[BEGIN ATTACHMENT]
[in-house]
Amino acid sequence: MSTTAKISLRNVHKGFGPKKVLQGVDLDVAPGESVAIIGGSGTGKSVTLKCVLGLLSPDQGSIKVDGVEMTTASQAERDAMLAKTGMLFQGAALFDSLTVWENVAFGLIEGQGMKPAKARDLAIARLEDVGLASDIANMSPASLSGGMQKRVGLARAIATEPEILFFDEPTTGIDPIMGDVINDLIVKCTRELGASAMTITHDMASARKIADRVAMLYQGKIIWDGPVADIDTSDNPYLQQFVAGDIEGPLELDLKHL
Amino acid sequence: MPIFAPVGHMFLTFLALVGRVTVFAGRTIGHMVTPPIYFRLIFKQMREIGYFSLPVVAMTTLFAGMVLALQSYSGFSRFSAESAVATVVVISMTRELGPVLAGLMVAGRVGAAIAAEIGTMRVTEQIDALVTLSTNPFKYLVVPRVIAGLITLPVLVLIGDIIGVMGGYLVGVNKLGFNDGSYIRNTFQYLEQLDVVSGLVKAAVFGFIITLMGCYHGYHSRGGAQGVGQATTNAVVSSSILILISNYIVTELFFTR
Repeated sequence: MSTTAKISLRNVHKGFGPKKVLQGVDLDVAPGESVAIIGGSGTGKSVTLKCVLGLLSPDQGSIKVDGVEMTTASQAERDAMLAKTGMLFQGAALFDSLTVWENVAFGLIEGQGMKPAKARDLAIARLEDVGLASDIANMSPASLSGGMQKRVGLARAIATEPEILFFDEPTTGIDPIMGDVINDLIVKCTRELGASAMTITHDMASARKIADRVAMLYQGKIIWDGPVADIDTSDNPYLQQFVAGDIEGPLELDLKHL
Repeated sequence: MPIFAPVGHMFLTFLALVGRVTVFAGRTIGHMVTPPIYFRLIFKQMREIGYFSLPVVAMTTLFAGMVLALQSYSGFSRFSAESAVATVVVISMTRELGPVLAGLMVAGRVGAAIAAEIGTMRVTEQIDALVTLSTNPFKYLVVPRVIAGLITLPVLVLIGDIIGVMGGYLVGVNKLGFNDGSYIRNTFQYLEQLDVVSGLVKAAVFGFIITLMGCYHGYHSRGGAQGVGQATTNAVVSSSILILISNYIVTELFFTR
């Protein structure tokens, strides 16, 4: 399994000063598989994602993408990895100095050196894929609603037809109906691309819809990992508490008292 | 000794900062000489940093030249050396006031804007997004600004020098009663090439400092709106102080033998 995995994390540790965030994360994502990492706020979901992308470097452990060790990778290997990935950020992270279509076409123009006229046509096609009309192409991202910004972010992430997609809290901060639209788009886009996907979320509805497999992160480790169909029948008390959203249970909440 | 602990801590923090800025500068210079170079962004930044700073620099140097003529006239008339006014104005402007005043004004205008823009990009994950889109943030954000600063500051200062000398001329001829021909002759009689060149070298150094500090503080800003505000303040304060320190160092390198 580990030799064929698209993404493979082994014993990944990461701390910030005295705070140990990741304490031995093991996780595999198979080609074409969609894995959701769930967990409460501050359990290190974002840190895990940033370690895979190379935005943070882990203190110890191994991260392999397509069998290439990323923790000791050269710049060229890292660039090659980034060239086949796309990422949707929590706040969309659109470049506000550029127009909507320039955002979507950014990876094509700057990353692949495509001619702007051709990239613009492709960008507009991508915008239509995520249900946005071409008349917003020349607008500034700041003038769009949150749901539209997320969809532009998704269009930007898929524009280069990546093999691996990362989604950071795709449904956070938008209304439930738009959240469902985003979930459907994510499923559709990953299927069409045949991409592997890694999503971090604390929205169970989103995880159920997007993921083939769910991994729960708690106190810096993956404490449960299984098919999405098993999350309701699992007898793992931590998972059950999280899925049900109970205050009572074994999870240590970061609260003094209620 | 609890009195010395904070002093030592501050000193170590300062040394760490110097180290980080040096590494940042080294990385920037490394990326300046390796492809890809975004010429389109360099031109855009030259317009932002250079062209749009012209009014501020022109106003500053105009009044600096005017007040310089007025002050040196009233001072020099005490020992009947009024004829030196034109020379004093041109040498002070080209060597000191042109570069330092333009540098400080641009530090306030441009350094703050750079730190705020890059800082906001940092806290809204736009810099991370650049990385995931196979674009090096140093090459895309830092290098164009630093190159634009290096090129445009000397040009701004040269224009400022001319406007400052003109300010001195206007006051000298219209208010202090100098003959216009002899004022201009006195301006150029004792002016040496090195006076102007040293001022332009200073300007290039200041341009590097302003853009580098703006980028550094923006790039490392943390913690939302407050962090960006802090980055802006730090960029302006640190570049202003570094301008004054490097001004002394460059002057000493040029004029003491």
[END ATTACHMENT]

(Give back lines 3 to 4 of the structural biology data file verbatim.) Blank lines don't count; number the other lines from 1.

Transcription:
Amino acid sequence: MPIFAPVGHMFLTFLALVGRVTVFAGRTIGHMVTPPIYFRLIFKQMREIGYFSLPVVAMTTLFAGMVLALQSYSGFSRFSAESAVATVVVISMTRELGPVLAGLMVAGRVGAAIAAEIGTMRVTEQIDALVTLSTNPFKYLVVPRVIAGLITLPVLVLIGDIIGVMGGYLVGVNKLGFNDGSYIRNTFQYLEQLDVVSGLVKAAVFGFIITLMGCYHGYHSRGGAQGVGQATTNAVVSSSILILISNYIVTELFFTR
Repeated sequence: MSTTAKISLRNVHKGFGPKKVLQGVDLDVAPGESVAIIGGSGTGKSVTLKCVLGLLSPDQGSIKVDGVEMTTASQAERDAMLAKTGMLFQGAALFDSLTVWENVAFGLIEGQGMKPAKARDLAIARLEDVGLASDIANMSPASLSGGMQKRVGLARAIATEPEILFFDEPTTGIDPIMGDVINDLIVKCTRELGASAMTITHDMASARKIADRVAMLYQGKIIWDGPVADIDTSDNPYLQQFVAGDIEGPLELDLKHL